Click to See More Photos of This Site CRITICAL EVALUATION
Now containing history on the town of Dumfries, “ Virginia's Oldest Continuously Chartered Town,” the Weems-Botts House also serves as a museum. The structure originally served as a vestry house for the Quantico Church. Parson Mason Locke Weems in 1789 bought the building and converted the small space into a bookstore. Weems, who was a bit of a traveling salesman, wrote in the house what is considered the first biography of George Washington, a pamphlet called “The Life and Memorable Actions of George Washington.” In it Weems gave life to the legend of Washington's cutting down the cherry tree. The writer sold the property to Benjamin Botts, an attorney who defended Aaron Burr, in 1802.

Today the small house features remnants of both of these men as well as the Merchant family, which enlarged the home when it occupied the property between 1869 and 1968. The structure fell into disrepair and was slated to be razed and replaced by apartments when concerned citizens asserted that the structure was historically valuable. Demolishment was halted and the house was converted to a museum in 1975. It is a tiny structure whose varied history is sufficiently presented through period furniture and artifacts. Also included in the museum is a display on the history of the town of Dumfries , which is understandable as the structure is owned by Historic Dumfries, Virginia, Inc. That display provides visitors with a deeper perspective of what the town was like when the former residents of the home lived.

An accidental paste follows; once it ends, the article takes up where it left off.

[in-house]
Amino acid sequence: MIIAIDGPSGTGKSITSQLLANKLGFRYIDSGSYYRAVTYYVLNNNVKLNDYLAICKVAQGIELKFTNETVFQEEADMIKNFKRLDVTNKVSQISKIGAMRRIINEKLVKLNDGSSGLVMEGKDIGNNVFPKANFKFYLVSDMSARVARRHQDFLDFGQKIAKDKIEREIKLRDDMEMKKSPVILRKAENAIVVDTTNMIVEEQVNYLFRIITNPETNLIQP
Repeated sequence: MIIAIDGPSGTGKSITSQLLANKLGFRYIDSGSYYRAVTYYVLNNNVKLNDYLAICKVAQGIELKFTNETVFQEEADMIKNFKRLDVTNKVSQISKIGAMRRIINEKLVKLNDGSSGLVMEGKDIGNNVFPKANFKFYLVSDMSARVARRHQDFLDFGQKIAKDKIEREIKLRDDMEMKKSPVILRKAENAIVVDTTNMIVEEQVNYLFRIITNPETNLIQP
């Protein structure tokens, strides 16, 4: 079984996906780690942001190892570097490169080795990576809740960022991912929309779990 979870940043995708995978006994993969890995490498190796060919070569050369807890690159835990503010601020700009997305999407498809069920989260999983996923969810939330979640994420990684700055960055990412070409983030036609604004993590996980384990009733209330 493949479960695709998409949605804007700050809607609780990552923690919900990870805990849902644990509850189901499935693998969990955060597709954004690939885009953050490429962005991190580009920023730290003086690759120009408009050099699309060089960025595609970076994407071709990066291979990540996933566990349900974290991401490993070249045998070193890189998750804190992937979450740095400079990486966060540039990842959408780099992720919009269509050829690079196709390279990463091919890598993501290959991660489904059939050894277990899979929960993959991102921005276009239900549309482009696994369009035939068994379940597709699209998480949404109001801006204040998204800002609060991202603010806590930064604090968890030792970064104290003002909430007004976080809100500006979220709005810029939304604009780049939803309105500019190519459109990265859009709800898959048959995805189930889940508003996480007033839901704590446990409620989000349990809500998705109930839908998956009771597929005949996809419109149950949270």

Weems-Botts House

Virginia Landmarks Register
April 15, 1975

National Register of Historic Places
May 12, 1975

300 West Duke Street
Prince William County

Montpelier Ellen Glasgow House


This site was created by Emily Kane as part of the University of Virginia's American Studies program.
For more information about AS@UVA, click below.

American Studies at U.Va.